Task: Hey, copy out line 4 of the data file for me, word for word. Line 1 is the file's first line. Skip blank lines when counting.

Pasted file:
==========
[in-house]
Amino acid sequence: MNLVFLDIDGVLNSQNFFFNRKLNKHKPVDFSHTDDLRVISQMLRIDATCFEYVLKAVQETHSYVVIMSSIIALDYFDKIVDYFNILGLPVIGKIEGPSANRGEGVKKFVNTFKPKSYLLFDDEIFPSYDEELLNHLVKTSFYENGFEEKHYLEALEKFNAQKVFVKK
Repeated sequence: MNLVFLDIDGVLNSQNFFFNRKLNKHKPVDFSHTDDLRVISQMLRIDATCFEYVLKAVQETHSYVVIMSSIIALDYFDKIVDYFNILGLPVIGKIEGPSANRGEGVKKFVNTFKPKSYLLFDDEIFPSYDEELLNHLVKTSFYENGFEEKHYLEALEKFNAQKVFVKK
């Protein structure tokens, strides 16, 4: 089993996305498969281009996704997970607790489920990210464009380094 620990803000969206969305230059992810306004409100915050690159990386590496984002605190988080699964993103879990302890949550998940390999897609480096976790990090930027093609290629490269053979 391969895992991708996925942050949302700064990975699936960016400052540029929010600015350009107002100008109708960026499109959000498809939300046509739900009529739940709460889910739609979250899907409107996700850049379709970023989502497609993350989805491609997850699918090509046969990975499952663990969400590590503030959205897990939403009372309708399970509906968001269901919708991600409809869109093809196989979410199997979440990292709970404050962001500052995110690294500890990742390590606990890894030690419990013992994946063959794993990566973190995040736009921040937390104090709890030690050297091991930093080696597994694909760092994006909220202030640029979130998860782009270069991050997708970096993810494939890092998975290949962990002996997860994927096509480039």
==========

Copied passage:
């Protein structure tokens, strides 16, 4: 089993996305498969281009996704997970607790489920990210464009380094 620990803000969206969305230059992810306004409100915050690159990386590496984002605190988080699964993103879990302890949550998940390999897609480096976790990090930027093609290629490269053979 391969895992991708996925942050949302700064990975699936960016400052540029929010600015350009107002100008109708960026499109959000498809939300046509739900009529739940709460889910739609979250899907409107996700850049379709970023989502497609993350989805491609997850699918090509046969990975499952663990969400590590503030959205897990939403009372309708399970509906968001269901919708991600409809869109093809196989979410199997979440990292709970404050962001500052995110690294500890990742390590606990890894030690419990013992994946063959794993990566973190995040736009921040937390104090709890030690050297091991930093080696597994694909760092994006909220202030640029979130998860782009270069991050997708970096993810494939890092998975290949962990002996997860994927096509480039």